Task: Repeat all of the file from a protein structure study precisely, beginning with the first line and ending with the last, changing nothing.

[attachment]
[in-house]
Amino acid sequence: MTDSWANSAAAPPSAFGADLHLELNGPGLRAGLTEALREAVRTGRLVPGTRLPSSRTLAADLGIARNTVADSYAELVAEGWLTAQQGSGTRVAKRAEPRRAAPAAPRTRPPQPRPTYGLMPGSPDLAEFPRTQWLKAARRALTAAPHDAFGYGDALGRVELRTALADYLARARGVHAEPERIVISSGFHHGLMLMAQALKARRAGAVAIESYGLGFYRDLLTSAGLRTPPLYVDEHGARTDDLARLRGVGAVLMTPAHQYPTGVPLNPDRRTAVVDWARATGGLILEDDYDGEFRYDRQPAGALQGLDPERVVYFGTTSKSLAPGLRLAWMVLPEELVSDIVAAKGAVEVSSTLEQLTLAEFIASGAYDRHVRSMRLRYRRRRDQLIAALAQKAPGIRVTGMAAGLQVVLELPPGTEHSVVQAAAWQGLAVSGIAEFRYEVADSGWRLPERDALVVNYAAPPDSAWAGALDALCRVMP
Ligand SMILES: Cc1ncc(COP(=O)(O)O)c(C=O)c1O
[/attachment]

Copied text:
[in-house]
Amino acid sequence: MTDSWANSAAAPPSAFGADLHLELNGPGLRAGLTEALREAVRTGRLVPGTRLPSSRTLAADLGIARNTVADSYAELVAEGWLTAQQGSGTRVAKRAEPRRAAPAAPRTRPPQPRPTYGLMPGSPDLAEFPRTQWLKAARRALTAAPHDAFGYGDALGRVELRTALADYLARARGVHAEPERIVISSGFHHGLMLMAQALKARRAGAVAIESYGLGFYRDLLTSAGLRTPPLYVDEHGARTDDLARLRGVGAVLMTPAHQYPTGVPLNPDRRTAVVDWARATGGLILEDDYDGEFRYDRQPAGALQGLDPERVVYFGTTSKSLAPGLRLAWMVLPEELVSDIVAAKGAVEVSSTLEQLTLAEFIASGAYDRHVRSMRLRYRRRRDQLIAALAQKAPGIRVTGMAAGLQVVLELPPGTEHSVVQAAAWQGLAVSGIAEFRYEVADSGWRLPERDALVVNYAAPPDSAWAGALDALCRVMP
Ligand SMILES: Cc1ncc(COP(=O)(O)O)c(C=O)c1O